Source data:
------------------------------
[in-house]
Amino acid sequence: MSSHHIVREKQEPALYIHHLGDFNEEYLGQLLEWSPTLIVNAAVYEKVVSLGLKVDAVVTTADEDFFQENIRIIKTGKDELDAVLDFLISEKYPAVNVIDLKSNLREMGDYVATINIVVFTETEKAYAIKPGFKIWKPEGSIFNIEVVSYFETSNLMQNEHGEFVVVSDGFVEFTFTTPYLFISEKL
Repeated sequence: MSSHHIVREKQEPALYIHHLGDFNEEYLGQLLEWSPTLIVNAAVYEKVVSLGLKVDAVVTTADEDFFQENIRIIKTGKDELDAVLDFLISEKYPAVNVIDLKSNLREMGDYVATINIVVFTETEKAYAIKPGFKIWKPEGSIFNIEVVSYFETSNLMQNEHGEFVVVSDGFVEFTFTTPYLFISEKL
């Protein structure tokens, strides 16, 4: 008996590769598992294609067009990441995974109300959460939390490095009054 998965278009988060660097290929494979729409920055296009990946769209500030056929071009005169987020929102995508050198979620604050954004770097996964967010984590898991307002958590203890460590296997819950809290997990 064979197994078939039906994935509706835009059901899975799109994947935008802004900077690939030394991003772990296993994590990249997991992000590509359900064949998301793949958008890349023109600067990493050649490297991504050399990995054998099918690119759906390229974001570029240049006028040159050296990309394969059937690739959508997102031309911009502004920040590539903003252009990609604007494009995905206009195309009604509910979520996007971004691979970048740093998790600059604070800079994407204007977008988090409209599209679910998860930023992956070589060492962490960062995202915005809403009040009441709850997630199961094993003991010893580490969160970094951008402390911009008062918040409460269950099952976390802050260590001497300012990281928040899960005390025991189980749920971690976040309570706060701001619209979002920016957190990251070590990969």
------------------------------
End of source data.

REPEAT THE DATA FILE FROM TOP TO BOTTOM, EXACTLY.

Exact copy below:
[in-house]
Amino acid sequence: MSSHHIVREKQEPALYIHHLGDFNEEYLGQLLEWSPTLIVNAAVYEKVVSLGLKVDAVVTTADEDFFQENIRIIKTGKDELDAVLDFLISEKYPAVNVIDLKSNLREMGDYVATINIVVFTETEKAYAIKPGFKIWKPEGSIFNIEVVSYFETSNLMQNEHGEFVVVSDGFVEFTFTTPYLFISEKL
Repeated sequence: MSSHHIVREKQEPALYIHHLGDFNEEYLGQLLEWSPTLIVNAAVYEKVVSLGLKVDAVVTTADEDFFQENIRIIKTGKDELDAVLDFLISEKYPAVNVIDLKSNLREMGDYVATINIVVFTETEKAYAIKPGFKIWKPEGSIFNIEVVSYFETSNLMQNEHGEFVVVSDGFVEFTFTTPYLFISEKL
């Protein structure tokens, strides 16, 4: 008996590769598992294609067009990441995974109300959460939390490095009054 998965278009988060660097290929494979729409920055296009990946769209500030056929071009005169987020929102995508050198979620604050954004770097996964967010984590898991307002958590203890460590296997819950809290997990 064979197994078939039906994935509706835009059901899975799109994947935008802004900077690939030394991003772990296993994590990249997991992000590509359900064949998301793949958008890349023109600067990493050649490297991504050399990995054998099918690119759906390229974001570029240049006028040159050296990309394969059937690739959508997102031309911009502004920040590539903003252009990609604007494009995905206009195309009604509910979520996007971004691979970048740093998790600059604070800079994407204007977008988090409209599209679910998860930023992956070589060492962490960062995202915005809403009040009441709850997630199961094993003991010893580490969160970094951008402390911009008062918040409460269950099952976390802050260590001497300012990281928040899960005390025991189980749920971690976040309570706060701001619209979002920016957190990251070590990969």